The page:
K Pandia Rajan founded Ma Foi Management Consultants Limited in 1992 in Chennai with a capital of R60,000 raised from family and friends. Rajan is an MBA from XLRI, Jamshedpur. He did his engineering from PSG College of Technology, Coimbatore. After working in well-known companies like BOC, Deutsche Babcock IDEA, he decided to strike out on his own and set up Ma Foi. He has built up one of the largest recruitment companies in the country. He has seen it through several rounds of VC and PE funding and has supervised share transfers. He has made it global by becoming part of the Dutch company Randstad, the world’s second largest HR services provider.
Today, Ma Foi has clients worldwide. It has helped shape the careers of more than 2,80,000 individuals.
It has provided a variety of HR services to thousands of organisations that include more than 250 names in the Fortune-500 list. Rajan himself has played an extremely crucial role in the evolution of the HR industry in India and has pioneered diverse HR services including HR-BPO and HR Automation.
Rajan also won the Virudhunagar constituency with 70,104 votes in the recently concluded assembly elections in Tamil Nadu. He belongs to ‘captain’ Vijayakanth’s DMDK party.
After building up a successful business, why does Rajan want to enter the rough and tumble of Tamil Nadu politics? “I have always been interested in politics. I was active in the students’ union in my engineering college. I was also attracted to the Janata Party because of the JP movement. In 1977, I actively campaigned for the party, worked as a translator during the meetings.” The party won ten seats in Tamil Nadu. Then, Rajan went on to do his MBA. His career, setting up his business, took precedence and his life went into a different direction.
In 2000, he was awarded the Eisenhower Fellowship, given to emerging leaders aged 32-45 with a record of achievement and high potential for further advancements to broaden their horizons through the exchange of perspectives with US leaders. This, he says was a defining moment in his life. The group of 20 consisted of politicians, journalists, academics and business persons.
Rajan’s mentor was Amartya Sen. At the end of eight weeks, after asking himself some fundamental questions, he realised he wanted to enter public life, try and make a real difference. Having made up his mind, and being an admirer of Atal Bihari Vajpayee, Rajan walked into Kamalalayam, BJP’s office in Chennai and enrolled himself as a member.
He had nobody to back him or support him. “I have no RSS background.” As it happened, 2000 was a major breakthrough year for Ma Foi as well. He got VC funding for the first time, set up offices all over the country and went international as well. The BJP experience, however, was not a happy one. He slowly made his presence felt in the party, helped the party win two seats in the corporation election. He was not given a seat for the 2004 Lok Sabha elections. He started feeling uncomfortable as there too many negative forces working in Tamil Nadu BJP and took the decision to leave the party.
Rajan’s life took another turn when he met Vijayakanth (Captain) at a friend’s place. “I had never met him before. But there was good chemistry between us and I liked the idea of joining a young party that was going it alone.” He learnt all about issues confronting a new party, the teething troubles and the growing pains.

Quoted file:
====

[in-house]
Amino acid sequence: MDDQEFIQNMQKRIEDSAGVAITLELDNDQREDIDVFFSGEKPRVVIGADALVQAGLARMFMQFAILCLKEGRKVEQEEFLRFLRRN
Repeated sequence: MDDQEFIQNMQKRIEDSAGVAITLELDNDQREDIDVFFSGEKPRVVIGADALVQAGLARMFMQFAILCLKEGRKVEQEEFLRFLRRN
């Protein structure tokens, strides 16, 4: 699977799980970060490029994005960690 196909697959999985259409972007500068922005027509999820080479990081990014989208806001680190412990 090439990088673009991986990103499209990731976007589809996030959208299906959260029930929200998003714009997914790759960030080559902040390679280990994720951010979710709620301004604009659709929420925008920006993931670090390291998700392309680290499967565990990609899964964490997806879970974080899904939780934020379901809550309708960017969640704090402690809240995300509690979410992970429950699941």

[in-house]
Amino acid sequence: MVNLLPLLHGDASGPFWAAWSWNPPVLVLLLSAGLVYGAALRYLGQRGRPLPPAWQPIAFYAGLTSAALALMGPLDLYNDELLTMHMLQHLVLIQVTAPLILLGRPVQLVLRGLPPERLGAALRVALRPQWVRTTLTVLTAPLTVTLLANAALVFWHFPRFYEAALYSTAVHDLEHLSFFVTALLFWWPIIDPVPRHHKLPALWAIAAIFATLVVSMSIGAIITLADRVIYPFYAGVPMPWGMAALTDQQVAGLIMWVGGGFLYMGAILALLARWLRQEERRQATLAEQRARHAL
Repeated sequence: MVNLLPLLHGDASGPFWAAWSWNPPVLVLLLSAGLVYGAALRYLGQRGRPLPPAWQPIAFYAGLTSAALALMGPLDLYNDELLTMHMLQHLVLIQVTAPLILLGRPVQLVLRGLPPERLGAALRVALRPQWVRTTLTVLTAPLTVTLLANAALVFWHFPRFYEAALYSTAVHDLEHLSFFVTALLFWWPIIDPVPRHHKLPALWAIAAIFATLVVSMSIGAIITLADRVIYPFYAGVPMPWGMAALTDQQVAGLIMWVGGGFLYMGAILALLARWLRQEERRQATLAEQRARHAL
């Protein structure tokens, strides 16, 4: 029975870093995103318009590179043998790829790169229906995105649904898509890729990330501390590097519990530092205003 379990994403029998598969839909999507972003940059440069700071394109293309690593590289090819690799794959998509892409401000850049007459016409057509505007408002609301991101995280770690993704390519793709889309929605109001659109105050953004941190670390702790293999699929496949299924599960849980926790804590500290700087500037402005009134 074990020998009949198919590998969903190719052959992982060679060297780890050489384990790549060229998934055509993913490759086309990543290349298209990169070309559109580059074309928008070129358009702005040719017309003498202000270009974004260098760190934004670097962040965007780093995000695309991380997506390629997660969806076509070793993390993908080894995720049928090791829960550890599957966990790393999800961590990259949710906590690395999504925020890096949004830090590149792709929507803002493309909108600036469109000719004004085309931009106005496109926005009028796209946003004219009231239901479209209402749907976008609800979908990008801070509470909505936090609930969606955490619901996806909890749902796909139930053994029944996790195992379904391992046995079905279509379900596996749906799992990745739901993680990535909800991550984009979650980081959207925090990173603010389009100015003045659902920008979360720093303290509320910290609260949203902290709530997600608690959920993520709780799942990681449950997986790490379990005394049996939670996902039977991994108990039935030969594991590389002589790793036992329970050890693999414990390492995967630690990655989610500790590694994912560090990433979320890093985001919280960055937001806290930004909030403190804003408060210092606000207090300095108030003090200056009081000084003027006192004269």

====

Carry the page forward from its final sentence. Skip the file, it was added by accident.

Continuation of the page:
Captain gave him the Virudhunagar Lok Sabha seat in 2007. “In the last assembly elections, this constituency gave us around 14.3% votes. Since then, many people had joined our party and I felt our poll chances were good.” As it happened, the DMDK could not secure a single seat. This was a difficult time for Rajan professionally as well.
By this time, Vedior, an Amsterdam based international staffing company, had 76% shares in Ma Foi. “Vedior had 155 brands under it. It was a confederation of companies. Suddenly, Randstand acquired Vedior and it was a different ball game. I had to make a swap deal with them, let go of my international deals , take charge of their associations here.” All this coincided with the economic meltdown as well. Integration with Randstad was not easy. Rajan had to let people go as Randstad wanted to make major changes. All this happened right in the middle of Lok Sabha elections. Ever since, he has been working on making the transition as smooth as possible.
When Rajan got his seat to fight the assembly election from Virudhunagar, he was able to go into it with his eyes wide open. “I learnt to raise funds. I also learnt to manage wearing many hats, being the party ideologue, part of the think tank, fighting the resentment against my closeness to the Captain, and being a grass roots politician.” His HR skills came in handy when he had to deal with 11 alliance partners. The negotiations went on for three months. “It’s like handling the unions.”
Nurturing his constituency was a much simpler task. His Ma Foi foundation has been working for many years, in Virudhunagar and Sivakasi (where he comes from). The foundation and its different arms have helped empower women through self help groups and youth through education and livelihood support. Healthcare has been another focus area. Rajan, having his roots there, was able to mobilise the local people for his campaign. He went to 326 villages and covered 48,000 families.
Now that he has become the Virudhunagar MLA, he wants to work on his constituency’s potential in commodity trading, which was a major business there once. An SEZ for precision engineering products, reviving the Aeropark project, and setting up agri-processing industries in the arid and semi arid areas are his plans for his constituency. What is most important to him is to make sure all the welfare schemes reach people without a trace of corruption.